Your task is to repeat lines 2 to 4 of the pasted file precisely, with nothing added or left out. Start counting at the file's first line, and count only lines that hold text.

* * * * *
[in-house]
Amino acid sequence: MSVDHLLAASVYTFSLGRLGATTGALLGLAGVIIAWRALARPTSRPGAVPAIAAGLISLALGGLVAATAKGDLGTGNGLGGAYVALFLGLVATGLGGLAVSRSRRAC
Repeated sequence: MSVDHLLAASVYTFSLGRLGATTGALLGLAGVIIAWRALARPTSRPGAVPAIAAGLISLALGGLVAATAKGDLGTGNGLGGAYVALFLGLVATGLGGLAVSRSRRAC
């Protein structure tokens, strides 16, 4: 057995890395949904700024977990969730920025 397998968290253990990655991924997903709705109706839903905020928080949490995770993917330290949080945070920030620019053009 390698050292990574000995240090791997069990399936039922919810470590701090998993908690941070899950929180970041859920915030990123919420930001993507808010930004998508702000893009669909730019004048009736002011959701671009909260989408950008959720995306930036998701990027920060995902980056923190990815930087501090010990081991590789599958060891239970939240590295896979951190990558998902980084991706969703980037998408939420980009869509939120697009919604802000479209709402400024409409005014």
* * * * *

Amino acid sequence: MSVDHLLAASVYTFSLGRLGATTGALLGLAGVIIAWRALARPTSRPGAVPAIAAGLISLALGGLVAATAKGDLGTGNGLGGAYVALFLGLVATGLGGLAVSRSRRAC
Repeated sequence: MSVDHLLAASVYTFSLGRLGATTGALLGLAGVIIAWRALARPTSRPGAVPAIAAGLISLALGGLVAATAKGDLGTGNGLGGAYVALFLGLVATGLGGLAVSRSRRAC
């Protein structure tokens, strides 16, 4: 057995890395949904700024977990969730920025 397998968290253990990655991924997903709705109706839903905020928080949490995770993917330290949080945070920030620019053009 390698050292990574000995240090791997069990399936039922919810470590701090998993908690941070899950929180970041859920915030990123919420930001993507808010930004998508702000893009669909730019004048009736002011959701671009909260989408950008959720995306930036998701990027920060995902980056923190990815930087501090010990081991590789599958060891239970939240590295896979951190990558998902980084991706969703980037998408939420980009869509939120697009919604802000479209709402400024409409005014």